Ask the Experts: Providing comfort during shots
A: Before heading to the appointment, calm your nerves by […]
A: Before heading to the appointment, calm your nerves by making a list of the questions you have. Perhaps you have specific questions about the shots, but you’re also wondering about development, sleep or nutrition. Bring this list with you to the appointment, so the pediatrician can address any concerns.
Vaccines are usually given at the end of the checkup. Avoid breast- or bottle-feeding while your baby is receiving his shots, and instead try using distraction techniques such as cooing, smiling and speaking reassuring words to your little one. Keeping the atmosphere as positive as possible will help both you and your baby.
After the vaccines are given, feel free to console your baby in the manner you normally would. Nursing or feeding on site is often a comfort to little ones, if it’s an option at your provider’s office.
Once home, some babies may become fussy after a couple of hours. A soothing bath can be a helpful way to calm them. You may also notice some redness at the site of the vaccines. Try applying a cool compress several times a day to reduce soreness. You can expect redness to resolve in a couple of days.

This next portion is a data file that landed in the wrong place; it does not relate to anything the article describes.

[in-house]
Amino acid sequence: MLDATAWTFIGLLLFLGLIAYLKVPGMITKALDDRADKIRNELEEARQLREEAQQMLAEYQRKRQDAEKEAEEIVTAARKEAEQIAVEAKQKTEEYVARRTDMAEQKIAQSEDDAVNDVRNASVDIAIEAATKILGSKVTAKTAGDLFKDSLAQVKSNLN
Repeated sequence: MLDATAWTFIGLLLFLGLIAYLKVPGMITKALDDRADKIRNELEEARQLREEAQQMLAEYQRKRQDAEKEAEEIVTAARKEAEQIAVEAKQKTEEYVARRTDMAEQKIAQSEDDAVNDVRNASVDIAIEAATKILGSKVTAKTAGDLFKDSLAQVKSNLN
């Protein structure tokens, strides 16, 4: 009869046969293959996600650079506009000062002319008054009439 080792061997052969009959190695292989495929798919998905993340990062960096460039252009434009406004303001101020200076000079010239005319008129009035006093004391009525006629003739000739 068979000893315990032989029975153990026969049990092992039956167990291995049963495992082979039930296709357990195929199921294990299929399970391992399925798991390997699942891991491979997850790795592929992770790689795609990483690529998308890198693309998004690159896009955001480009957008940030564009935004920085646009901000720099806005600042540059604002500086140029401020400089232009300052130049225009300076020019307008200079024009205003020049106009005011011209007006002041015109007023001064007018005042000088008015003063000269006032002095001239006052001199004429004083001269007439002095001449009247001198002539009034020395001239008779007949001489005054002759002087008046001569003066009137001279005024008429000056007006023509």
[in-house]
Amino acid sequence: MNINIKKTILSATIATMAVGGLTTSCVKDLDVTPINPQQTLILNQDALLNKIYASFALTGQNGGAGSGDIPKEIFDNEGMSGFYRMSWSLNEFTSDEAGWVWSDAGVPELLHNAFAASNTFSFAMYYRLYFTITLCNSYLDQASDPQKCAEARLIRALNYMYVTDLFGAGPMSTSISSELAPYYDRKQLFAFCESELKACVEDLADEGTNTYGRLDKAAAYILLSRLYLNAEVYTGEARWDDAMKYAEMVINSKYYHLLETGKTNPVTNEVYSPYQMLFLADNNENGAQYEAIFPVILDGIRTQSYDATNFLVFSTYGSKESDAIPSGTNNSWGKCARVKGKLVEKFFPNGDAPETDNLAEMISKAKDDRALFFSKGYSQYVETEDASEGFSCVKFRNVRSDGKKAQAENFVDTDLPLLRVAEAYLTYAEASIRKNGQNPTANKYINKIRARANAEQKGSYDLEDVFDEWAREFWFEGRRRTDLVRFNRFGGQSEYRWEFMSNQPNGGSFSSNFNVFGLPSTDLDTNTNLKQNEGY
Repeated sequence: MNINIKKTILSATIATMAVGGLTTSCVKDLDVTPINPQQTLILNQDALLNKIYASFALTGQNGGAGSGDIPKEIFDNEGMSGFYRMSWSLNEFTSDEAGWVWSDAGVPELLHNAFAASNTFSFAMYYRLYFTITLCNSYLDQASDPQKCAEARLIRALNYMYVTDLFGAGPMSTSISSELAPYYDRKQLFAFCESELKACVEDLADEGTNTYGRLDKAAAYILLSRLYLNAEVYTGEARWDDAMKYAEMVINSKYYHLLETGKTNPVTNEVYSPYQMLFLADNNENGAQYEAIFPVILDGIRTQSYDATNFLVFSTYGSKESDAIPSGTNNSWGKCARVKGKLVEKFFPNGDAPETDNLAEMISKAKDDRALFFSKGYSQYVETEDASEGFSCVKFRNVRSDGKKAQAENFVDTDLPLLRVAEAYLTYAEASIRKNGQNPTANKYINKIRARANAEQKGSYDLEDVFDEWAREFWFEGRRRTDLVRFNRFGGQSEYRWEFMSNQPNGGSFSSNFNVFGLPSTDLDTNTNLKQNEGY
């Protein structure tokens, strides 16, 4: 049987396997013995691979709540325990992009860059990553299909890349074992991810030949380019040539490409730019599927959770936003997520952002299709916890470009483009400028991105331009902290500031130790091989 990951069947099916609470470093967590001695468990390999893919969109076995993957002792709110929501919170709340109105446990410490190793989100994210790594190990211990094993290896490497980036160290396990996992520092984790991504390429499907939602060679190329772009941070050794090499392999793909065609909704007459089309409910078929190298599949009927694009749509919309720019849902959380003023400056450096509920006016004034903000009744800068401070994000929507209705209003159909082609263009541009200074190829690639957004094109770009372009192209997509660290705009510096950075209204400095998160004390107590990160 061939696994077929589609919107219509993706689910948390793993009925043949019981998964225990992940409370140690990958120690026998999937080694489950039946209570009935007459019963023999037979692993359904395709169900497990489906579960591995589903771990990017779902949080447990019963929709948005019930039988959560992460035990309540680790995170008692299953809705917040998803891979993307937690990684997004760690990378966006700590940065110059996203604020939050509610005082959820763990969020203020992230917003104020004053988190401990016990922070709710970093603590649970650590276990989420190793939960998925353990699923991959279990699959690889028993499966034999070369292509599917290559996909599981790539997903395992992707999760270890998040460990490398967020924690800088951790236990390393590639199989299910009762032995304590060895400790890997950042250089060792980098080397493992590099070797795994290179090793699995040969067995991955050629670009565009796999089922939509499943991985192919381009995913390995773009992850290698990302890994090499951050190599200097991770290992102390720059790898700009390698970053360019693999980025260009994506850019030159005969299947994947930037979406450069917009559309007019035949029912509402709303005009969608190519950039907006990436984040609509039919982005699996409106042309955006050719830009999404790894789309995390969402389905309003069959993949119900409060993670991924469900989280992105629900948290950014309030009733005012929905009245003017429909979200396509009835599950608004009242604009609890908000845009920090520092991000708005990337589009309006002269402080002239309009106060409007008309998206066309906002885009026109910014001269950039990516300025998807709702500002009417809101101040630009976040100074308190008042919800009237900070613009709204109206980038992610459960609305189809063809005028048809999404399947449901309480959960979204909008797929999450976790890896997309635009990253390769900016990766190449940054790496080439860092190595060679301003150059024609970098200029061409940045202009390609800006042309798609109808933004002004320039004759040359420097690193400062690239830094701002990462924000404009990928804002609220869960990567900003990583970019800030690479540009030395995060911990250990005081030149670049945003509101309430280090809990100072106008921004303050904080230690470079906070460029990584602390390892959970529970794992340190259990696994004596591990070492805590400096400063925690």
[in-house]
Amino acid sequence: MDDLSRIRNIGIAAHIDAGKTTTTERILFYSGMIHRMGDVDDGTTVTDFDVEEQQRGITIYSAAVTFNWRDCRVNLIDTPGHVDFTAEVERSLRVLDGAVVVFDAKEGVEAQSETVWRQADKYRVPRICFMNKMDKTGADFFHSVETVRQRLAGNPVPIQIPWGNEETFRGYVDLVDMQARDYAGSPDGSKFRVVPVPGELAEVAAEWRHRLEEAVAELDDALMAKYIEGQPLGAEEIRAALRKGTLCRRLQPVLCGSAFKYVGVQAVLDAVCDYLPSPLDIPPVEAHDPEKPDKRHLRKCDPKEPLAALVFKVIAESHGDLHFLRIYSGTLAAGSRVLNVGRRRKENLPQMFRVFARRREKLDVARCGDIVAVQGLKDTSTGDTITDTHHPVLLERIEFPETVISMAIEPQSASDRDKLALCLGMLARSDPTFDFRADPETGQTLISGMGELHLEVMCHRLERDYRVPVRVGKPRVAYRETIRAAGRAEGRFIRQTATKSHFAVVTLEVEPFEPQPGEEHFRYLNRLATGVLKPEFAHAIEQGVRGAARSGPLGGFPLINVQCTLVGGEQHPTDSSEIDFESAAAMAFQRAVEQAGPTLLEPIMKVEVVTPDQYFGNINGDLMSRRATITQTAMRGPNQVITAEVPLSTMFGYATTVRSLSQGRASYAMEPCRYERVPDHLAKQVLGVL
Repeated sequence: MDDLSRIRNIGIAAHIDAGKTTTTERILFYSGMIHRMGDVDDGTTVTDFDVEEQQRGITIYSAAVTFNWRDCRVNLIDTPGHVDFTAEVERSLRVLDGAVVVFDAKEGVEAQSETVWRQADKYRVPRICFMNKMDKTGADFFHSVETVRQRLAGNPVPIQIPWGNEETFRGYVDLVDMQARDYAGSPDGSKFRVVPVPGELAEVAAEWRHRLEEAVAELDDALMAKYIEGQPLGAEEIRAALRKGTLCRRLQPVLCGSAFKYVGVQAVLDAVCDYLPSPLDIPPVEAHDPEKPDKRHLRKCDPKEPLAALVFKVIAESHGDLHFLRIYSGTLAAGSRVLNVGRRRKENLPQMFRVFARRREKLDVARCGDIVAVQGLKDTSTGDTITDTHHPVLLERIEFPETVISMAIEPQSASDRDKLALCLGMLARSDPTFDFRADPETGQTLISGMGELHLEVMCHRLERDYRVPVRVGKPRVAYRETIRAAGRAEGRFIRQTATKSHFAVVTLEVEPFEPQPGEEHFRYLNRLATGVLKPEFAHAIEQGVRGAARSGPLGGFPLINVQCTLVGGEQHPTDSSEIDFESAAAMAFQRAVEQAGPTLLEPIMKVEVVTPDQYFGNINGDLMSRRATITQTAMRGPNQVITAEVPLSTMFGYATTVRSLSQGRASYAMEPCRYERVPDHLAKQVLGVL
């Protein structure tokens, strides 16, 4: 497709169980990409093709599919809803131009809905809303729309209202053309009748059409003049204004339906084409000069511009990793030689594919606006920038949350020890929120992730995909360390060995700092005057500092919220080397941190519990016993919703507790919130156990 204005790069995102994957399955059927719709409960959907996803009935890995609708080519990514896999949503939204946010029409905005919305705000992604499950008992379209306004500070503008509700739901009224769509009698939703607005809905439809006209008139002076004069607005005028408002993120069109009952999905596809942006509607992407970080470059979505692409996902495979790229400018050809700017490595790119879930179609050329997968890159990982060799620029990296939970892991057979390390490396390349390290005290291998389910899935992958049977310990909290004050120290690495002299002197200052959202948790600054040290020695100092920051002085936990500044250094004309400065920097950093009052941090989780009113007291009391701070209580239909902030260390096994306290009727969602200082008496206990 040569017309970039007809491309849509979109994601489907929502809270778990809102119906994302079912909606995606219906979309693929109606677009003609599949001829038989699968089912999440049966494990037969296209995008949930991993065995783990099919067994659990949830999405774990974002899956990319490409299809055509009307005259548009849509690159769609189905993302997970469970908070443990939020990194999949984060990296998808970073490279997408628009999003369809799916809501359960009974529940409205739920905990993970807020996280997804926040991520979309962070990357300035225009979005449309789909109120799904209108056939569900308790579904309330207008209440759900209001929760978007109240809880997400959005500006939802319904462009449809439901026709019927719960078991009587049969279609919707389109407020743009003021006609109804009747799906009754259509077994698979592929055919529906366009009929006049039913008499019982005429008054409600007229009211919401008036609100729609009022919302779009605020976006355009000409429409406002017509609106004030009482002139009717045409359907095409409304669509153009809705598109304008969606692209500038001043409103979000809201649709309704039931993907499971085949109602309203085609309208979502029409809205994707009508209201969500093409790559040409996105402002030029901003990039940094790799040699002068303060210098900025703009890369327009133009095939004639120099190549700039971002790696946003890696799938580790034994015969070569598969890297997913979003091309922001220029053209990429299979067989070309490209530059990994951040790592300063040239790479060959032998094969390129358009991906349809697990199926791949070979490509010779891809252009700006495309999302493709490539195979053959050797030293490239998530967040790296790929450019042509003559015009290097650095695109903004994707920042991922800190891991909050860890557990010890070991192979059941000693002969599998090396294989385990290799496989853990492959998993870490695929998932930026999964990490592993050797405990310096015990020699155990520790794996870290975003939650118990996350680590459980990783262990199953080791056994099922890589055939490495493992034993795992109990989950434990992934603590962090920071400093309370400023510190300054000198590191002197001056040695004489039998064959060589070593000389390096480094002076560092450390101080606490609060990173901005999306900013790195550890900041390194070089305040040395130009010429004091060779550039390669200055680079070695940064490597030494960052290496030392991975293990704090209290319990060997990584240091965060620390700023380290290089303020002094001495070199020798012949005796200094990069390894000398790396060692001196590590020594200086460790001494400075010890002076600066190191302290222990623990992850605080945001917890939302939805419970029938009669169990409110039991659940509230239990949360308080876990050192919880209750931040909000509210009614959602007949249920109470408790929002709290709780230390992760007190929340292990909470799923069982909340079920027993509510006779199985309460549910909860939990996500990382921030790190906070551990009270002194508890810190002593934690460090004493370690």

Your baby may also sleep more the day of the shots, as well as the following day. These are normal and mild side effects of injections and by no means indicate an adverse reaction.
You may have heard of babies developing fevers following their shots. It is possible that your little one may develop a fever within one or two days of this first set of vaccines, but keep in mind that a low-grade fever is considered normal and a good response of the immune system to the vaccines. However, if your baby’s temperature is above 102 degrees Fahrenheit and you have received the OK from your pediatrician, you can give her a dose of acetaminophen to relieve some of the discomfort. If your baby cries excessively (more than three hours), contact your pediatrician immediately.
Take heart: Many babies breeze right through their visits and never experience any further discomfort with their vaccines. These checkups are usually fun for both the parent and the health care provider because they are an opportunity to see how your baby is growing. Enjoy your new little one, and rest assured that, though nerve-wracking, vaccines provide safe and effective immunity against illnesses.
—Chrystal De Freitas, MD, founder of Carmel Valley Pediatrics in San Diego and author of Jake’s Kindergarten Checkup